Referenced John 10: 7-11 – “So Jesus said to them again, ‘Truly, truly, I say to you, I am the door of the sheep. All who came before Me are thieves and robbers, but the sheep did not hear them. I am the door; if anyone enters through Me, he will be saved, and will go in and out and find pasture. The thief comes only to steal and kill and destroy; I came that they may have life, and have it abundantly. I am the good shepherd; the good shepherd lays down His life for the sheep.’
The sheep are scattered. In the last chapter, Jesus, in prayer, told God that “He kept them.” And those 3 words matter here because Jesus is telling the soldiers and guards that He’ll go peacefully if His disciples are let go. He’s keeping (Heb. means “guarding”) them alive and safe.
Furthermore, in chapter 16 (and 10), Jesus told the disciples that they would scatter back to their own homes. This is about to happen in real time.
Jesus is in control. He’s saving their lives.
There is strong imagery here that invokes chapter 17, with the description of not losing one (of the sheep) – the sheepfold!
Jesus is trying to convey the message to His disciples that there will be no war at this time – not yet.
Common Christian thought today: The disciples were cowards. I would’ve been braver. WRONG!
Why did Peter have a sword if he was such a coward? Furthermore, Peter swings the sword! Why did he do that? He swung his sword in front of 1,000 (at least) Roman guards and Temple guard. Give me a break, people. Peter was NOT a coward; in fact, Peter was itching to fight.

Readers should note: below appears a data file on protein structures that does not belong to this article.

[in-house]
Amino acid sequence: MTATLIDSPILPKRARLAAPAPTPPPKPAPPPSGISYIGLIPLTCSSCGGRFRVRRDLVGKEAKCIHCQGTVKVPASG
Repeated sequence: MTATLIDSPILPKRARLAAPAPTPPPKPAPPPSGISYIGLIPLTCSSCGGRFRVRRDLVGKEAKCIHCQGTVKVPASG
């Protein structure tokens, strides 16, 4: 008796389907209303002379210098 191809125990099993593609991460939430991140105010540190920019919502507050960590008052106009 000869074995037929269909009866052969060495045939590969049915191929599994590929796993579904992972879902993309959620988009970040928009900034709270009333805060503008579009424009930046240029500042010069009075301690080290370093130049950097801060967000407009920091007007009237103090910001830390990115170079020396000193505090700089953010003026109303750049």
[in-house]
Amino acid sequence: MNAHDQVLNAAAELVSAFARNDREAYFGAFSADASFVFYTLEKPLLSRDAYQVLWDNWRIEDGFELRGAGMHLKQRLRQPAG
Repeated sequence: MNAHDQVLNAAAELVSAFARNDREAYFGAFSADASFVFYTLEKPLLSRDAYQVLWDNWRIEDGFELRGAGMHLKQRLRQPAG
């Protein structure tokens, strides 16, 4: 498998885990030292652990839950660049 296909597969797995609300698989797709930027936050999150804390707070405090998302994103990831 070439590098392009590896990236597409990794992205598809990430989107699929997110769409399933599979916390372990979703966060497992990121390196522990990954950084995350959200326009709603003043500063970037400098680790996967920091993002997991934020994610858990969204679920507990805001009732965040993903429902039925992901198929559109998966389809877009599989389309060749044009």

Peter had the same mindset as Judas. Both these men thought they were ushering in the war that would culminate in Jesus being crowned King of the Millennial Kingdom.
Peter strikes Malchus with his sword, severing his right ear. Malchus just so happens to be the slave or servant to the High Priest (the man who started this chain of events). Perhaps, Peter’s actions are a sort-of sign. Now, was the weapon a full-blown sword? Or, was it a smaller dagger? We decided that it was probably a smaller dagger – like the ones the Sicarii carried around in their robes.
What’s the significance of the right ear? Why was Malchus’ right ear severed?
Referenced Exodus 29:20 – “You shall slaughter the ram, and take some of its blood and put it on the lobe of Aaron’s right ear and on the lobes of his sons’ right ears and on the thumbs of their right hands and on the big toes of their right feet, and sprinkle the rest of the blood around on the altar.”
Malchus (now missing his right ear) is unclean. He can’t go into the Temple because he’s now defiled. He’s unfit. Peter didn’t clumsily swing at anybody. He knew exactly what he was doing when he cut off Malchus’ right ear. NOTHING in the Book of John was a “clumsy” gesture. Everything has a purpose and by studying John, that point becomes quite clear.
Jesus tells Peter to “sheath your sword.” I didn’t live during this time, but those might’ve been the most disappointing words spoken to Peter by Jesus ever.
After hearing this, Peter is saying, “Where’s the warrior king? Where’s the great Messiah I’ve been learning about since I was a small child? For THREE years, I’ve learned and persisted with you, and I saw your glory. I was there for the transfiguration. I heard the voice of God!” So, Peter is left to think in the garden that night, “What is happening? I know what I saw, but it’s not what I’m seeing now.”
What Peter and the disciples don’t understand is Jesus is not only fulfilling prophecy but also saving their lives. They’ll be kept and He’ll defeat sin.
Wow. The Book of John has been one of the most rewarding studies of the Bible I’ve ever been a part of, and you can take that to the bank, people